Gross, Steven Jay; DuCette, Joseph P.; McGinley, Christopher W.; Shapiro, Joan Poliner (Temple University. Libraries, 2017)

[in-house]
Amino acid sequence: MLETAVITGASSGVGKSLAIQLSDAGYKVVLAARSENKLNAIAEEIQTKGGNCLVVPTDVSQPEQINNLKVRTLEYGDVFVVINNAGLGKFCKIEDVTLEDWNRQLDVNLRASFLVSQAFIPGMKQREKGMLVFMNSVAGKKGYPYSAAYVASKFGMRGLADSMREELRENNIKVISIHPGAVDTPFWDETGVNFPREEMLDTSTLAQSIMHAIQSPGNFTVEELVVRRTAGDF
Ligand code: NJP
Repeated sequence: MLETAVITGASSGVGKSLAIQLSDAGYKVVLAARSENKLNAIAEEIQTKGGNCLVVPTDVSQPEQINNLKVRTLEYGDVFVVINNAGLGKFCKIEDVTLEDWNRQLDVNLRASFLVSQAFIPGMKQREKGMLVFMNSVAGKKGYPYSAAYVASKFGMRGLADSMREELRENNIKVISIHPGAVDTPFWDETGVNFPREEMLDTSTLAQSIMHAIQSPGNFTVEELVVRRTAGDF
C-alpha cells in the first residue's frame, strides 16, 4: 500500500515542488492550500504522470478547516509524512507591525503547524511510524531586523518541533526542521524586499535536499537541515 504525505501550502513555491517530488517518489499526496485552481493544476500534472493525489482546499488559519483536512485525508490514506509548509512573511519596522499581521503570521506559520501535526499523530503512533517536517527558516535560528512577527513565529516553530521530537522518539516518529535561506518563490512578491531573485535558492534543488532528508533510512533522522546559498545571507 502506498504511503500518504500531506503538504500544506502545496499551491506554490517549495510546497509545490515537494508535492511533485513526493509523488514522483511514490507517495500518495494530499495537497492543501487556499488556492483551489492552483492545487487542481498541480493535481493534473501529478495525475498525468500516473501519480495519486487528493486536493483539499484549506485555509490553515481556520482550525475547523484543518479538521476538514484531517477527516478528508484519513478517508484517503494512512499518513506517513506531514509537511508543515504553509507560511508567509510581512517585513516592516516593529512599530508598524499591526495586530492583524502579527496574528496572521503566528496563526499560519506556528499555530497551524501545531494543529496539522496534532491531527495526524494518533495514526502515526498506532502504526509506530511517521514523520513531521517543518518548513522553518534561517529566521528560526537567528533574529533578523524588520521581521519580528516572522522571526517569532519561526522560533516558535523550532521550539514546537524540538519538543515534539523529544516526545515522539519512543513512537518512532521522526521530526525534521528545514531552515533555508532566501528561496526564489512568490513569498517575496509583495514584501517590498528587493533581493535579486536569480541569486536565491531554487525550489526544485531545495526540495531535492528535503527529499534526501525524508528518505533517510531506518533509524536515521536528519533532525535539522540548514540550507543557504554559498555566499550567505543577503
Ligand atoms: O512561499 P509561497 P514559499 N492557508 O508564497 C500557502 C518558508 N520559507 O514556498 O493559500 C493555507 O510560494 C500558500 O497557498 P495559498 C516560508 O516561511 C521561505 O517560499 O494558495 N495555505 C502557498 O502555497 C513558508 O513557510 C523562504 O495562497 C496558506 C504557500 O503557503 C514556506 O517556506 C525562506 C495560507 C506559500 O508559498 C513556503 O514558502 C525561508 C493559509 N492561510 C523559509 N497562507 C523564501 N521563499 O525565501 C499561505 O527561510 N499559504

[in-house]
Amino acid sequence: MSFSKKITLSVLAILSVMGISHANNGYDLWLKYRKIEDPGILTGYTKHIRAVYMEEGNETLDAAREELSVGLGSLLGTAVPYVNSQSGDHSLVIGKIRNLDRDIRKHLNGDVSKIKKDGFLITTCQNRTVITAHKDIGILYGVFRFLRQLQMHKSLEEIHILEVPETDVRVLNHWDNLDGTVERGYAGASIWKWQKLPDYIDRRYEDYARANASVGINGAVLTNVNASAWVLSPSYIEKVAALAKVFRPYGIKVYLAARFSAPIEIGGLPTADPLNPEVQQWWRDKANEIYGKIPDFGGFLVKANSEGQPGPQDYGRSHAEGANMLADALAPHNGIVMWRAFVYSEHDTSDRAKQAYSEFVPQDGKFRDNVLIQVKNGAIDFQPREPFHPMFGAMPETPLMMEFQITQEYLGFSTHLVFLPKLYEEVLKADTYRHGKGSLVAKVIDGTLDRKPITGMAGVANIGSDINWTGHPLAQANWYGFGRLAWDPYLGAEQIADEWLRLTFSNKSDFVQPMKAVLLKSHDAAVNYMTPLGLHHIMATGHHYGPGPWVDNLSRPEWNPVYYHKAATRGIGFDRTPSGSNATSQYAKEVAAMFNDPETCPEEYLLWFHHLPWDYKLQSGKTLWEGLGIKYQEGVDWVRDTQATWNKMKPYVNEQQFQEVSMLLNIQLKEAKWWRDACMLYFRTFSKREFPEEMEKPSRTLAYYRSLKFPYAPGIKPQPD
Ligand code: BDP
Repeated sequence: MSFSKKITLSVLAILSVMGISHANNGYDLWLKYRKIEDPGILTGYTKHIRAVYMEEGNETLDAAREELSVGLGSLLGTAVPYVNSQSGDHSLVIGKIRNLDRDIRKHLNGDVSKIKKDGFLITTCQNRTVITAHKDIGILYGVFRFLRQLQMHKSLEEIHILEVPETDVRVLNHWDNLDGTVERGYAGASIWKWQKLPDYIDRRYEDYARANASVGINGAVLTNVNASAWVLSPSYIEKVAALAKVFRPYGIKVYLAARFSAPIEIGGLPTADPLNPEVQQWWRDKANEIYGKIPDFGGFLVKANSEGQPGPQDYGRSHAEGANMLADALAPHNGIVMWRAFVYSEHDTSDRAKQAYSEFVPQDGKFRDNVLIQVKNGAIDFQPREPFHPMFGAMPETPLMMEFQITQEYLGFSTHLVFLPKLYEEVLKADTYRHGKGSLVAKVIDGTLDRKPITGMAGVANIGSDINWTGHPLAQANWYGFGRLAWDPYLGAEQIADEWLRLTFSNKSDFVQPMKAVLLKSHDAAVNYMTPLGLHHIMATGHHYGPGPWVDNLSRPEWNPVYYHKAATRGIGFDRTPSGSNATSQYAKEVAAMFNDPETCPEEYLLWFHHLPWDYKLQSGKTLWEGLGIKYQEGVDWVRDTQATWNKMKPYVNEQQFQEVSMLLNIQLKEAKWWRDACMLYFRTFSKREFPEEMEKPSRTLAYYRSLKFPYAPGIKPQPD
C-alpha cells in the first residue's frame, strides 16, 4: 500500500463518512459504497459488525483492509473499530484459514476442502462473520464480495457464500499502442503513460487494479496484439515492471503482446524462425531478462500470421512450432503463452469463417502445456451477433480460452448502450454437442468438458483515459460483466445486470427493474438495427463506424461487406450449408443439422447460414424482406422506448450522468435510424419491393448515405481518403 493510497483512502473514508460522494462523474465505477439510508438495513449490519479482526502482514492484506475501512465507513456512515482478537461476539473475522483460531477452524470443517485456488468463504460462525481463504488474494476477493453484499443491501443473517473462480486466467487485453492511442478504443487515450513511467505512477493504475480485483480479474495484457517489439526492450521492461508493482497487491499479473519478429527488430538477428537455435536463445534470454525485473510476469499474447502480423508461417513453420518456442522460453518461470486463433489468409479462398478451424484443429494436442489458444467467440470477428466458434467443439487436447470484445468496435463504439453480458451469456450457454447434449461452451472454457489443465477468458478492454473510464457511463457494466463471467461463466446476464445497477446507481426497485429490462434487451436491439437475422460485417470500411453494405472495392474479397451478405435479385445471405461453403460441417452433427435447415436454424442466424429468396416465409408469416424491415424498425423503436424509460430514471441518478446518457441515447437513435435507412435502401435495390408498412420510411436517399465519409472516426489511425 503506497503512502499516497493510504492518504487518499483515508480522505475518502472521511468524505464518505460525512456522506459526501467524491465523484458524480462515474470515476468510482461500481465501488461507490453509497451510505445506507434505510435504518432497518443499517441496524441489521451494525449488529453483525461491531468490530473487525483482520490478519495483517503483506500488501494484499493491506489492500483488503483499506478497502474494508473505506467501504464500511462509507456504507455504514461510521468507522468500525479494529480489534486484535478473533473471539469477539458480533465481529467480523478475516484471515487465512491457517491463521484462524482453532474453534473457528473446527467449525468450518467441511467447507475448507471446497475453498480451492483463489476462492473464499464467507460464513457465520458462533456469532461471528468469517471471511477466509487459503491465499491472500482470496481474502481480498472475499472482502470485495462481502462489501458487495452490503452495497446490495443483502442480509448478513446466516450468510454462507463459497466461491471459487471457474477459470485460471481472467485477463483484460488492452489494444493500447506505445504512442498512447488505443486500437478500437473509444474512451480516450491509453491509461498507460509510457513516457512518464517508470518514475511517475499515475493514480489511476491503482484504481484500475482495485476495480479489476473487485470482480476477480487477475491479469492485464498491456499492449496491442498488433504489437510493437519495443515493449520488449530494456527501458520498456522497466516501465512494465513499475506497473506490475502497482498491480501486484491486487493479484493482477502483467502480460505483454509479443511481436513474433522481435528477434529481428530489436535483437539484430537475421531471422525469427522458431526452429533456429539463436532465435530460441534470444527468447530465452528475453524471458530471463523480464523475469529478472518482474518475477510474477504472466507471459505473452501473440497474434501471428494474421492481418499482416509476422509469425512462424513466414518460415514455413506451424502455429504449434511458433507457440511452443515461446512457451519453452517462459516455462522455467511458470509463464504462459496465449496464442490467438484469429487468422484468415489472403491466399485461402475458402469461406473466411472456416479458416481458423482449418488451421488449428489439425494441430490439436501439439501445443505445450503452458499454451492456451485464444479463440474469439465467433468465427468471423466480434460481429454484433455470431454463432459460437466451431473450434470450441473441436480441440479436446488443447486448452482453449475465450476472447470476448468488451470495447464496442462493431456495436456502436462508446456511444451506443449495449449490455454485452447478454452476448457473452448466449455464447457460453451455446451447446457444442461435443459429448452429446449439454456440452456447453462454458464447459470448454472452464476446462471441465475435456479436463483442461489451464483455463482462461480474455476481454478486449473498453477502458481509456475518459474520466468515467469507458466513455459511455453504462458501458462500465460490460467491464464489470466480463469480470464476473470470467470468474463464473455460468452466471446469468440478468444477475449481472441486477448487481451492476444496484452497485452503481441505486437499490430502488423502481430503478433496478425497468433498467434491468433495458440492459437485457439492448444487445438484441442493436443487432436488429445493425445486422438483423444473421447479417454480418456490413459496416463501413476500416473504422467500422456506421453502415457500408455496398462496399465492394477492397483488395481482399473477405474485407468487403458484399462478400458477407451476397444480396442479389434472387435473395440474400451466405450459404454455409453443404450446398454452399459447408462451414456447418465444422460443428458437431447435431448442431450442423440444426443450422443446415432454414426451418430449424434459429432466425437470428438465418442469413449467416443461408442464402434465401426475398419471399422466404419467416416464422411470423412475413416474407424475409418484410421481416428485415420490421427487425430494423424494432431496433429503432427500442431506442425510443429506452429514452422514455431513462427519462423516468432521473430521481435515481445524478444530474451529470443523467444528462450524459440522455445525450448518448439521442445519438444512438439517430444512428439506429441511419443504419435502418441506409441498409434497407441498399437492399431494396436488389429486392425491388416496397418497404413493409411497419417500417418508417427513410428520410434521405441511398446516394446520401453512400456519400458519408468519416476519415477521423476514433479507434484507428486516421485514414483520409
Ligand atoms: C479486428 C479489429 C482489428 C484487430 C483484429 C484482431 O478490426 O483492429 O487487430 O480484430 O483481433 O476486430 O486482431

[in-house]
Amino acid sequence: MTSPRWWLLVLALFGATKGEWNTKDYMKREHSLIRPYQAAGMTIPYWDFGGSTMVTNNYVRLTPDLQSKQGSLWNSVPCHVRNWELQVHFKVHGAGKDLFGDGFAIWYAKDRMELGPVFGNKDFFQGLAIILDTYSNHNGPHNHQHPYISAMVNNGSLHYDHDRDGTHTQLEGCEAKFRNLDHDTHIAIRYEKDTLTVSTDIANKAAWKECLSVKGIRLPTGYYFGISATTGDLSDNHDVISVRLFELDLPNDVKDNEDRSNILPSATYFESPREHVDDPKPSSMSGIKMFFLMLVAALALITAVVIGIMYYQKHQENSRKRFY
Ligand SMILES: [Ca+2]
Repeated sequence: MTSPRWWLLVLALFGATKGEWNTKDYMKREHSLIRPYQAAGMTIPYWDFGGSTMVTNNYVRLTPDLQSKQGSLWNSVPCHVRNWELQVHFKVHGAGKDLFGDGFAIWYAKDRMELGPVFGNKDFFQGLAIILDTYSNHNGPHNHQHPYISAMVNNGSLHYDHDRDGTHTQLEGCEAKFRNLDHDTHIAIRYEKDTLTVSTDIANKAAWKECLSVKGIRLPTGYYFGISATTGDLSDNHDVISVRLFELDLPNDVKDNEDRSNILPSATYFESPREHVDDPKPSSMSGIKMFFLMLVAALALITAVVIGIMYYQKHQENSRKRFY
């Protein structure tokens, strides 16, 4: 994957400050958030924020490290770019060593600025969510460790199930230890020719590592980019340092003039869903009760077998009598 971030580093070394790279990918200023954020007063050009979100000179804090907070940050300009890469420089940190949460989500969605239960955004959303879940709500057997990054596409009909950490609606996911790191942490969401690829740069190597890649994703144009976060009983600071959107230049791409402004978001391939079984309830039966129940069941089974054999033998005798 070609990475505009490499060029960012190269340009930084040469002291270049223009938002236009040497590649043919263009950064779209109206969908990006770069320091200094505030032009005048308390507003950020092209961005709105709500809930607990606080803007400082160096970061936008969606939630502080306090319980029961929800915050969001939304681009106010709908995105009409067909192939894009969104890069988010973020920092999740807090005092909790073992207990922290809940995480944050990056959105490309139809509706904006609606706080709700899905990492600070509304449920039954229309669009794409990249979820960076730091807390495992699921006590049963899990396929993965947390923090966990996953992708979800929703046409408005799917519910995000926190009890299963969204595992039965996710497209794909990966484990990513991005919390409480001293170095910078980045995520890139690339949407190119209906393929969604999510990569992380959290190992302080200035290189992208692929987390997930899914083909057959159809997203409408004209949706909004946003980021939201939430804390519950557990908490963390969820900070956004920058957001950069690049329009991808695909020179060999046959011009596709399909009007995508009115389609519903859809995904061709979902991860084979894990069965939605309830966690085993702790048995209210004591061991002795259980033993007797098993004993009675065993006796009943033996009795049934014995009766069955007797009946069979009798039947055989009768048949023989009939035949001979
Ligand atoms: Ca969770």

Educational leaders are charged with many responsibilities within their schools and school district. Chief among these responsibilities is assuring that students are learning the curriculum, and achieving their academic potential. The challenge, then, is to identify how principals impact student learning, and then help them to develop these leadership behaviors effectively. While many educational researchers have sought to find the leadership behaviors and factors that describe how principals can most significantly impact student achievement, the principals themselves have been largely left out of the conversation. High school principals’ experiences and efforts to maintain safe schools, connect communities, foster citizenship, and prepare students for colleges and careers, while trying to promote students’ achievement on standardized test scores during the accountability era, offers a perspective and a contribution to research that is invaluable. This study used a qualitative design in order to understand the participants’ meanings, through inductive analysis of data, after interviewing a cross-section of seven male high school principals about their perspectives and experiences. The participants served in academically high-achieving, medium-achieving schools and low-achieving schools with student populations of various sizes, settings, and population demographics. The schools were all located in the suburban area of Philadelphia. The participants had all been in their buildings as principal for at least two years, and had served in the role of high school principal for at least three years. There were three common themes that emerged from this study. First, principal leadership in schools impacts student success, although it is difficult to measure, and complex to explain. Principals must hire the best teachers, foster a positive climate and culture, and form positive professional relationships with teachers. Secondly, Principals must be perceptive to and understand the needs of their school and community. Students must perceive that they are safe, and communities must perceive that they trust schools. Finally, teachers must perceive that they are valued much more than any externally imposed measure of success may define them. As a result of the findings, it is recommended that principals seeking to maximize student success take the time to assess the needs of their schools, collaborate to make decisions, realize that promoting a positive climate and culture has to be a priority of their role, and devote sufficient time and resources to hiring and developing quality teachers.